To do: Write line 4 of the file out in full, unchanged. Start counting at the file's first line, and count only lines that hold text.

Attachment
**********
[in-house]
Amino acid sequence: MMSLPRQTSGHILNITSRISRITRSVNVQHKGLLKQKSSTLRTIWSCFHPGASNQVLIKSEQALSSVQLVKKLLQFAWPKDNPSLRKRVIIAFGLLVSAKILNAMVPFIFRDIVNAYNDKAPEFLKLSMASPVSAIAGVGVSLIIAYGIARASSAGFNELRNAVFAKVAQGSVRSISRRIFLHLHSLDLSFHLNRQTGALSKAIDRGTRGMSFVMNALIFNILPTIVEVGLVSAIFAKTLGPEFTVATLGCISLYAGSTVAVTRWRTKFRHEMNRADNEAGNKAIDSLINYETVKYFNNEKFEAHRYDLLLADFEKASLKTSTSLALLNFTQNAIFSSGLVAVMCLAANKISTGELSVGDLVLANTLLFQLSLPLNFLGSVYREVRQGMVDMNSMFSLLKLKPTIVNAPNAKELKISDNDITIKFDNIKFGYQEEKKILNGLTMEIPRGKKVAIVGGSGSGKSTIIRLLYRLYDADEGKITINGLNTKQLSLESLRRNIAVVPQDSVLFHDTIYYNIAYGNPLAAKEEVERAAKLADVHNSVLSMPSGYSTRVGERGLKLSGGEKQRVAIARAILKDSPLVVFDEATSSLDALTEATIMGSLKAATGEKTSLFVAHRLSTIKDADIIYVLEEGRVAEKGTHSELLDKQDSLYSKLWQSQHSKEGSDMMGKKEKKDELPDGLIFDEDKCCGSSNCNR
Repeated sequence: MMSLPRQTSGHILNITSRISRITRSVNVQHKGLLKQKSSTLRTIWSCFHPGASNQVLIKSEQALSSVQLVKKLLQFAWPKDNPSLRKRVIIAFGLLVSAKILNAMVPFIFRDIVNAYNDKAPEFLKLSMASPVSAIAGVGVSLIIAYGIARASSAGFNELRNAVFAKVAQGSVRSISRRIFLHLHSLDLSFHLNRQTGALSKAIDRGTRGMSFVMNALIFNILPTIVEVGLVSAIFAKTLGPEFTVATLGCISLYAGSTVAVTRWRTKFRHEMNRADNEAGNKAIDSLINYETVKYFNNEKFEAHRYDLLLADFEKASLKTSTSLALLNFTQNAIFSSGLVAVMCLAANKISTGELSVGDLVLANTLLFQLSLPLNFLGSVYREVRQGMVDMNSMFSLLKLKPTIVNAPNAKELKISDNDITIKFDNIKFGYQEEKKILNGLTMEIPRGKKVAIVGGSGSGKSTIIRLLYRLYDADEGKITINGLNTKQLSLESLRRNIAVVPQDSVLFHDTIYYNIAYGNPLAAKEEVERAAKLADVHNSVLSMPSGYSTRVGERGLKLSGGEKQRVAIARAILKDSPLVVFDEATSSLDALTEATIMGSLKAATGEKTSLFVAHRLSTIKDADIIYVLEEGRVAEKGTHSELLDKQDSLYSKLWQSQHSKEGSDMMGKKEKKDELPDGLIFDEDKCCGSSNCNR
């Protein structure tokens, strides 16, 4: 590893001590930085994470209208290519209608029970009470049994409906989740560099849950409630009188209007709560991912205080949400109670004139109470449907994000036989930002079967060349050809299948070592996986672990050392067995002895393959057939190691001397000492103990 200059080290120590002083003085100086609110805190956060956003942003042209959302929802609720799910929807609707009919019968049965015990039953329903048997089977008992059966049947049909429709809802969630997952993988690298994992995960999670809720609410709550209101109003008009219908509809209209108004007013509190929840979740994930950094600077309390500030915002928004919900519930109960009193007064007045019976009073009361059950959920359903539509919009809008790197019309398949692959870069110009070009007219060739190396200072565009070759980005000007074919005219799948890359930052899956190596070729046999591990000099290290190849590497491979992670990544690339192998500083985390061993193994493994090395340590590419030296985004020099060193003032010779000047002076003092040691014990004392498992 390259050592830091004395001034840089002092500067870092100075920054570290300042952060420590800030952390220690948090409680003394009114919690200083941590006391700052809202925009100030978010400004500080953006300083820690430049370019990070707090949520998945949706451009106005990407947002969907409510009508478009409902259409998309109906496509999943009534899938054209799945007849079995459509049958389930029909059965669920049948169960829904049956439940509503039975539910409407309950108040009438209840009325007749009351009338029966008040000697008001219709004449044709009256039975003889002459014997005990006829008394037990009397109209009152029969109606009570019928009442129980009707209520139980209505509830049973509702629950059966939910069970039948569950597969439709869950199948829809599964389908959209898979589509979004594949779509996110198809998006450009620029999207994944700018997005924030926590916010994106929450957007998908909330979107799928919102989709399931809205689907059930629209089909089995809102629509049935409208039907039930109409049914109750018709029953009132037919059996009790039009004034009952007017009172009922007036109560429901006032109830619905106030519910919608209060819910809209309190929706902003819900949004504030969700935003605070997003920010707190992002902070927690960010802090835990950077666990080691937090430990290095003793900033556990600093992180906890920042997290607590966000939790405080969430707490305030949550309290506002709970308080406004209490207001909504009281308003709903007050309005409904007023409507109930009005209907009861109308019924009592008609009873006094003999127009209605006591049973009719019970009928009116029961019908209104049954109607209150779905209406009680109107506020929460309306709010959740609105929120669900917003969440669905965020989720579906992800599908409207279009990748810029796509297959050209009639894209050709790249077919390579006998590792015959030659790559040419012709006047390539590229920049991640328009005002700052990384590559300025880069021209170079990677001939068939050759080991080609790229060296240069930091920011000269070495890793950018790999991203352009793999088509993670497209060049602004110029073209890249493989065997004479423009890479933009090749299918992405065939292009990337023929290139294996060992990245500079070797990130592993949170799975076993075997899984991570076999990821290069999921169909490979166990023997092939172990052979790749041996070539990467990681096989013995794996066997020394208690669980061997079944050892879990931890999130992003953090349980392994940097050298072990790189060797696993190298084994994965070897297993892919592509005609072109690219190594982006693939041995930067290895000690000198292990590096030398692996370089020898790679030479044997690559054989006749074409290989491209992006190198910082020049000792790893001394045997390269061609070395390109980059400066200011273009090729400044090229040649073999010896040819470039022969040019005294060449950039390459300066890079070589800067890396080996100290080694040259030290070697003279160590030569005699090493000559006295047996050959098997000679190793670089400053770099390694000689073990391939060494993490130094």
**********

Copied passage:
């Protein structure tokens, strides 16, 4: 590893001590930085994470209208290519209608029970009470049994409906989740560099849950409630009188209007709560991912205080949400109670004139109470449907994000036989930002079967060349050809299948070592996986672990050392067995002895393959057939190691001397000492103990 200059080290120590002083003085100086609110805190956060956003942003042209959302929802609720799910929807609707009919019968049965015990039953329903048997089977008992059966049947049909429709809802969630997952993988690298994992995960999670809720609410709550209101109003008009219908509809209209108004007013509190929840979740994930950094600077309390500030915002928004919900519930109960009193007064007045019976009073009361059950959920359903539509919009809008790197019309398949692959870069110009070009007219060739190396200072565009070759980005000007074919005219799948890359930052899956190596070729046999591990000099290290190849590497491979992670990544690339192998500083985390061993193994493994090395340590590419030296985004020099060193003032010779000047002076003092040691014990004392498992 390259050592830091004395001034840089002092500067870092100075920054570290300042952060420590800030952390220690948090409680003394009114919690200083941590006391700052809202925009100030978010400004500080953006300083820690430049370019990070707090949520998945949706451009106005990407947002969907409510009508478009409902259409998309109906496509999943009534899938054209799945007849079995459509049958389930029909059965669920049948169960829904049956439940509503039975539910409407309950108040009438209840009325007749009351009338029966008040000697008001219709004449044709009256039975003889002459014997005990006829008394037990009397109209009152029969109606009570019928009442129980009707209520139980209505509830049973509702629950059966939910069970039948569950597969439709869950199948829809599964389908959209898979589509979004594949779509996110198809998006450009620029999207994944700018997005924030926590916010994106929450957007998908909330979107799928919102989709399931809205689907059930629209089909089995809102629509049935409208039907039930109409049914109750018709029953009132037919059996009790039009004034009952007017009172009922007036109560429901006032109830619905106030519910919608209060819910809209309190929706902003819900949004504030969700935003605070997003920010707190992002902070927690960010802090835990950077666990080691937090430990290095003793900033556990600093992180906890920042997290607590966000939790405080969430707490305030949550309290506002709970308080406004209490207001909504009281308003709903007050309005409904007023409507109930009005209907009861109308019924009592008609009873006094003999127009209605006591049973009719019970009928009116029961019908209104049954109607209150779905209406009680109107506020929460309306709010959740609105929120669900917003969440669905965020989720579906992800599908409207279009990748810029796509297959050209009639894209050709790249077919390579006998590792015959030659790559040419012709006047390539590229920049991640328009005002700052990384590559300025880069021209170079990677001939068939050759080991080609790229060296240069930091920011000269070495890793950018790999991203352009793999088509993670497209060049602004110029073209890249493989065997004479423009890479933009090749299918992405065939292009990337023929290139294996060992990245500079070797990130592993949170799975076993075997899984991570076999990821290069999921169909490979166990023997092939172990052979790749041996070539990467990681096989013995794996066997020394208690669980061997079944050892879990931890999130992003953090349980392994940097050298072990790189060797696993190298084994994965070897297993892919592509005609072109690219190594982006693939041995930067290895000690000198292990590096030398692996370089020898790679030479044997690559054989006749074409290989491209992006190198910082020049000792790893001394045997390269061609070395390109980059400066200011273009090729400044090229040649073999010896040819470039022969040019005294060449950039390459300066890079070589800067890396080996100290080694040259030290070697003279160590030569005699090493000559006295047996050959098997000679190793670089400053770099390694000689073990391939060494993490130094």